The need for controversial dispute resolution provisions to protect investors has not been demonstrated in the free trade deal being negotiated between the EU and US, according to a parliamentary report which lambasts the quality of debate on the issue.
In a report on the Transatlantic Trade and Investment Partnership (TTIP) published before parliament was dissolved, the House of Commons business, innovation and skills committee says the debate on TTIP has been marked by a dearth of information and too much 'dog-whistle' politics on each side.
This applies especially to investor-state dispute settlement provisions (ISDS), which typically provide for claims by businesses against governments to be heard at an international court rather than through the domestic legal system.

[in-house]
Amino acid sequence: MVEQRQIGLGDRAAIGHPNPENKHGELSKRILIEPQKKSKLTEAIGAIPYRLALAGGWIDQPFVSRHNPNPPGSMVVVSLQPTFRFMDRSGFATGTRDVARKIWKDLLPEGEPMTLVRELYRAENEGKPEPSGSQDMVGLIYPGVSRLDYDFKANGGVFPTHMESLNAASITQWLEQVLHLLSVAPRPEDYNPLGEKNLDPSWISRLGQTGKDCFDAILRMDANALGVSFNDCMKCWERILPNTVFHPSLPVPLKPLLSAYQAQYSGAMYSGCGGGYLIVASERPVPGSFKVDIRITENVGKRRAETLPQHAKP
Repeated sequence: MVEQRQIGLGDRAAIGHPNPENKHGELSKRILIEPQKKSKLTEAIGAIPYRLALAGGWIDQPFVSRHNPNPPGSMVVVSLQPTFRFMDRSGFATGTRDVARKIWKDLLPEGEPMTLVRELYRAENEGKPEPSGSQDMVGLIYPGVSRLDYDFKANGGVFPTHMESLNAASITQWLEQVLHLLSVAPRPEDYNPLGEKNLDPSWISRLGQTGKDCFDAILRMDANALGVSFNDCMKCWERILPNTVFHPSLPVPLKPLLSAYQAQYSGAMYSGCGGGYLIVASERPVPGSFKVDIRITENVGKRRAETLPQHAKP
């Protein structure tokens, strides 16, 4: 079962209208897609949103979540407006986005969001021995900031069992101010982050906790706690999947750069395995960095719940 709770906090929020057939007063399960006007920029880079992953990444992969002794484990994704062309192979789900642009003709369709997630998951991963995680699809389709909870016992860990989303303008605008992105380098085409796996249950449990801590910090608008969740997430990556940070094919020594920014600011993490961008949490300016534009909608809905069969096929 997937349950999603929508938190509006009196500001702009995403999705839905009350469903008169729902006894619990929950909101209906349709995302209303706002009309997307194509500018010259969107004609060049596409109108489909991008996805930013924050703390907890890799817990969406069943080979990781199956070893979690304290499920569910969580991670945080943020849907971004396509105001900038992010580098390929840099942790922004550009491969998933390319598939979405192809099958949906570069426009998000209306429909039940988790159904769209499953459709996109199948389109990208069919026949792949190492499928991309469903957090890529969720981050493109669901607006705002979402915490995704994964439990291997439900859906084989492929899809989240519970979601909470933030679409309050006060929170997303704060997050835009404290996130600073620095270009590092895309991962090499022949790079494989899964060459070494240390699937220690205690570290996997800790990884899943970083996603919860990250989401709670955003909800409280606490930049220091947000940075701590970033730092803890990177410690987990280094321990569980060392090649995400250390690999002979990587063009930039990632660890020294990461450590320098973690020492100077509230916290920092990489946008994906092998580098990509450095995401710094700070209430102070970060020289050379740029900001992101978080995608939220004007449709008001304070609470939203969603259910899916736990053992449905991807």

The MPs conclude that: 'We have yet to be convinced of the need for ISDS provisions in TTIP. The UK government and the EU must demonstrate that the advanced legal institutions of the EU and the US cannot protect foreign investors before any ISDS is considered in the TTIP.'
Should ISDS provisions be included in TTIP, the committee calls for clauses to dismiss frivolous claims, a presumption that the loser should pay the the cost of cases and a statement that the right to regulate by sovereign nations takes precedence over an investor's right to invest.
Warning of concerns about an 'oversimplification and misrepresentation of arguments' on both sides the report criticises both the opposition campaign group 38 Degrees and supporter BritishAmerican Business for the quality of evidence on the topic.
Urging its successor committee to continue probing the deal, it says: 'Everyone involved in the debate on TTIP—campaigners, lobbyists, business groups, the UK government and the European Commission—must ensure that an evidence-based approach is taken.'